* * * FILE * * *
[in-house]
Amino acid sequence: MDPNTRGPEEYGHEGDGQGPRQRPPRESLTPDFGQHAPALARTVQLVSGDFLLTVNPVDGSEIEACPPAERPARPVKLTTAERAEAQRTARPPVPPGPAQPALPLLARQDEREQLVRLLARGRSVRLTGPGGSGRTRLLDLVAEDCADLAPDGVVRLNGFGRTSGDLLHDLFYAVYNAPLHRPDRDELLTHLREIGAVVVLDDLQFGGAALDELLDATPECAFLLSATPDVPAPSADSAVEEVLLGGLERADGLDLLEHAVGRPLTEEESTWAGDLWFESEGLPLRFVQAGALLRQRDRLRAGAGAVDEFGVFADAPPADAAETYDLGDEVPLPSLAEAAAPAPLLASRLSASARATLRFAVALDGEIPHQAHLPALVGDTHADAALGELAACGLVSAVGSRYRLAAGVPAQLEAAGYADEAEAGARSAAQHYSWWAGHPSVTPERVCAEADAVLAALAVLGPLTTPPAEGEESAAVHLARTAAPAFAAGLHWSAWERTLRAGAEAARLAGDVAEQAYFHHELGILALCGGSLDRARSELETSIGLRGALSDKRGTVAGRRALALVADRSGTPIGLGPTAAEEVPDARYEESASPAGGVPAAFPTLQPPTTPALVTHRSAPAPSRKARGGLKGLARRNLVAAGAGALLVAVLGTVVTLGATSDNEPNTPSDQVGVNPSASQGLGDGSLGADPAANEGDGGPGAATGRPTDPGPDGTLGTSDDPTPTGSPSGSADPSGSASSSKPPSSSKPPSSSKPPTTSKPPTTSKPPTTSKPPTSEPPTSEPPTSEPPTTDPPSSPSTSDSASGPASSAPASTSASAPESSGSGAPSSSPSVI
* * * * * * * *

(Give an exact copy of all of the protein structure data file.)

[in-house]
Amino acid sequence: MDPNTRGPEEYGHEGDGQGPRQRPPRESLTPDFGQHAPALARTVQLVSGDFLLTVNPVDGSEIEACPPAERPARPVKLTTAERAEAQRTARPPVPPGPAQPALPLLARQDEREQLVRLLARGRSVRLTGPGGSGRTRLLDLVAEDCADLAPDGVVRLNGFGRTSGDLLHDLFYAVYNAPLHRPDRDELLTHLREIGAVVVLDDLQFGGAALDELLDATPECAFLLSATPDVPAPSADSAVEEVLLGGLERADGLDLLEHAVGRPLTEEESTWAGDLWFESEGLPLRFVQAGALLRQRDRLRAGAGAVDEFGVFADAPPADAAETYDLGDEVPLPSLAEAAAPAPLLASRLSASARATLRFAVALDGEIPHQAHLPALVGDTHADAALGELAACGLVSAVGSRYRLAAGVPAQLEAAGYADEAEAGARSAAQHYSWWAGHPSVTPERVCAEADAVLAALAVLGPLTTPPAEGEESAAVHLARTAAPAFAAGLHWSAWERTLRAGAEAARLAGDVAEQAYFHHELGILALCGGSLDRARSELETSIGLRGALSDKRGTVAGRRALALVADRSGTPIGLGPTAAEEVPDARYEESASPAGGVPAAFPTLQPPTTPALVTHRSAPAPSRKARGGLKGLARRNLVAAGAGALLVAVLGTVVTLGATSDNEPNTPSDQVGVNPSASQGLGDGSLGADPAANEGDGGPGAATGRPTDPGPDGTLGTSDDPTPTGSPSGSADPSGSASSSKPPSSSKPPSSSKPPTTSKPPTTSKPPTTSKPPTSEPPTSEPPTSEPPTTDPPSSPSTSDSASGPASSAPASTSASAPESSGSGAPSSSPSVI